It has also prompted a release of names by New Jersey Catholic officials who initially named 188 accused abusers in multiple dioceses. Since the first list emerged, the number of accused has been expanded to include 324 clergy members, including multiple nuns.
The list of alleged abusers includes more than:
- 63 priests and deacons in the Archdiocese of Newark
- 57 in Diocese of Camden
- 30 in Diocese of Trenton
- 28 in Diocese of Patterson
- 11 in Diocese of Metuchen
- 3 nuns
- Several monks and priests in Catholic schools and other institutions
- Multiple priests in other Catholic organizations
Church officials have noted that research dates back to 1940 and that 100 of the named accusers are deceased. Officials also state that names were reportedly given to law enforcement agencies and the New Jersey Attorney General’s office is looking into whether the Catholic Church allegations of abuse were properly handled by the dioceses.
Unfortunately, some advocates have noted that the way the list was released may make it difficult to connect accused priests with individual churches or parishes, as the names of the parishes are not listed, and the priests may have been moved. Other dioceses around the country have released similar lists and though advocates acknowledge that action has been taken, some are skeptical that the lists are complete.
The lists also offer no information as to what actions were taken, if any, by the dioceses with regards to addressing the abuse.
Child Sexual Abuse in Other Institutions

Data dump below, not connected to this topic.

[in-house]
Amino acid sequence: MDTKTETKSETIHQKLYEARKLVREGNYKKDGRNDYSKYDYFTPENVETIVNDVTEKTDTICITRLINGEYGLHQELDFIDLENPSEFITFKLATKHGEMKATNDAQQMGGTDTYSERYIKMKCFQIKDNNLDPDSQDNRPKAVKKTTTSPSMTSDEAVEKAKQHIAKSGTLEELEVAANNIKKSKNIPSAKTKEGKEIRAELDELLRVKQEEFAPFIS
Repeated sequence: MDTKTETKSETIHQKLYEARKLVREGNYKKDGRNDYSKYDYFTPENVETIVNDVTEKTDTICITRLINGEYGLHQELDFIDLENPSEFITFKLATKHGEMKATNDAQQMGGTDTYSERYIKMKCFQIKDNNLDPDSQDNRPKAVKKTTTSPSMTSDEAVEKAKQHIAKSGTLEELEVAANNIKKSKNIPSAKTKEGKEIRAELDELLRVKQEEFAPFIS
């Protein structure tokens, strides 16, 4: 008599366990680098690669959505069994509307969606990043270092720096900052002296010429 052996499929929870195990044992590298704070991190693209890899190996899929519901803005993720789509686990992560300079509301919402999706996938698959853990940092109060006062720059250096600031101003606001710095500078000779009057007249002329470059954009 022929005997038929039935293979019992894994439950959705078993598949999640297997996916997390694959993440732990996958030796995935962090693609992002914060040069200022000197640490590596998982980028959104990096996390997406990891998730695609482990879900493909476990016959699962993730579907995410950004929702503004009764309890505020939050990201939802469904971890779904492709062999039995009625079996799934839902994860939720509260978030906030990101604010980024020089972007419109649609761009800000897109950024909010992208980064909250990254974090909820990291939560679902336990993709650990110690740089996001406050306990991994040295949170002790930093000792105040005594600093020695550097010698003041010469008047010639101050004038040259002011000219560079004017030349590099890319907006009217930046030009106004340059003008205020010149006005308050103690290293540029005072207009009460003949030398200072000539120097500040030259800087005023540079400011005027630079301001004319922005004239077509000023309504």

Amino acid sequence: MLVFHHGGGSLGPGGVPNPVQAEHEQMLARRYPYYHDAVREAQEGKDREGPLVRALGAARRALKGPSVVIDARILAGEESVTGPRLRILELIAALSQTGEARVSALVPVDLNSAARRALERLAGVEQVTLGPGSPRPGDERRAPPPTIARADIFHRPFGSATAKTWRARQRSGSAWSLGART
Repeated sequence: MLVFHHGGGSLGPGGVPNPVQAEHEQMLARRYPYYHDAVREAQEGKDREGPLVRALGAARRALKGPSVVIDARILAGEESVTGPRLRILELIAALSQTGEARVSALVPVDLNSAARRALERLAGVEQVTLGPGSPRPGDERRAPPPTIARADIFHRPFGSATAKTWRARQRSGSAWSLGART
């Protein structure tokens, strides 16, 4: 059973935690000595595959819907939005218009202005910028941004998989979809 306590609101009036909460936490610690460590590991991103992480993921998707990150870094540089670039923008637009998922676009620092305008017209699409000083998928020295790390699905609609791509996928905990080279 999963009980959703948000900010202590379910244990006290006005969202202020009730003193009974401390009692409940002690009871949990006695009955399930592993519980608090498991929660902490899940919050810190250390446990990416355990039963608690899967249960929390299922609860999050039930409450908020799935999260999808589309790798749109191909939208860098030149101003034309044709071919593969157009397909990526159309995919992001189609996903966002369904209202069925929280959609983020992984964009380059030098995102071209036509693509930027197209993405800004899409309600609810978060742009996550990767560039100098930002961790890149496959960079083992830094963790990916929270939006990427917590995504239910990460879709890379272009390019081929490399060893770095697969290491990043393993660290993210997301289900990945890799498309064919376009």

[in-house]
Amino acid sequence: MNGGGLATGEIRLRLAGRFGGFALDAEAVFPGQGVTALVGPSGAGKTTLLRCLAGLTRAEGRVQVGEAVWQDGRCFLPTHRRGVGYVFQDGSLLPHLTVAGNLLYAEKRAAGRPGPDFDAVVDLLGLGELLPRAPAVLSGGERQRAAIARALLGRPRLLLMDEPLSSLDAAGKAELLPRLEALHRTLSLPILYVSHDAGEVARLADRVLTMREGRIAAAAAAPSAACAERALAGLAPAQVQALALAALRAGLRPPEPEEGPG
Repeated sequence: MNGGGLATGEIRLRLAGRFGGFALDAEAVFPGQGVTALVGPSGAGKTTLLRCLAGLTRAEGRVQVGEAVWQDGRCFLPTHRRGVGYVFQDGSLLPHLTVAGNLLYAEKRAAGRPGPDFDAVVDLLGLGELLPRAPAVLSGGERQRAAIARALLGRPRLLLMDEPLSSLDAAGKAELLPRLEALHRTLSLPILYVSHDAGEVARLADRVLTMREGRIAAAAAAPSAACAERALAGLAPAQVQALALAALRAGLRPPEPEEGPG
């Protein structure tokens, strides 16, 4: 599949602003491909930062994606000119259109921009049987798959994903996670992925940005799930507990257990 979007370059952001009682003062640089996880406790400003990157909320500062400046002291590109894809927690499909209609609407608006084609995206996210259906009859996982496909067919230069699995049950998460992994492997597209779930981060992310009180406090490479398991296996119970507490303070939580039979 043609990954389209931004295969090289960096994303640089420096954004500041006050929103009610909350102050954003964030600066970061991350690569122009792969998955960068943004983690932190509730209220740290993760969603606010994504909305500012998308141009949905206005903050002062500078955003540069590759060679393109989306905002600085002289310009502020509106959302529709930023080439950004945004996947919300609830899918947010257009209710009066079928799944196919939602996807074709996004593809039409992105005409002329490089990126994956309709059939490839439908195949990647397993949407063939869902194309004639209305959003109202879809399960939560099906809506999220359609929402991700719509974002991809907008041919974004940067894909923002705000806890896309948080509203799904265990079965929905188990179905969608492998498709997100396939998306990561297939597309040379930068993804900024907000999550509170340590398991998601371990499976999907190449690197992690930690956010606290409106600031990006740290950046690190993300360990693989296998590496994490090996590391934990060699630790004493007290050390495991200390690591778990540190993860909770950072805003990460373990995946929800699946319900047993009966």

The Boy Scouts have come under fire as a list of 52 former Boy Scout leaders was published but may be expanding. Though the Boy Scout and Catholic clergy list may address abuse within those institutions, many children in other organizations have also been abused. Names of other clergy members such as Jesuit priests, Benedictine monks, and those who worked at schools or organizations run by religious orders, were not included on the New Jersey lists.
More victims remain in other organizations including:
- Churches and religious institutions
- Private schools
- Community groups and clubs
- Sports teams
Abuse lists have begun in other states and regions as well. Abuser lists have already been published in dioceses of New York, Pennsylvania, Connecticut, Missouri, and Texas. An intensive search for abusers in other institutions such as Southern Baptist churches around the country has also begun.
Abuse survivors should have the right to seek justice and healing, no matter what type of group was involved.
Compensating Survivors of Child Sexual Abuse
For New Jersey Victims, the five NJ dioceses have set up a new compensation fund in collaboration, to offer alleged victims’ settlements in exchange for agreeing not to file lawsuits against the church. Counseling has also been offered. Taking compensation or services from established funds may prevent survivors from being able to participate in future compensation recovery efforts, even when the laws change in favor of victims’ rights.
The New Jersey attorney general’s office has also set up a hotline for alleged victims to report abuse.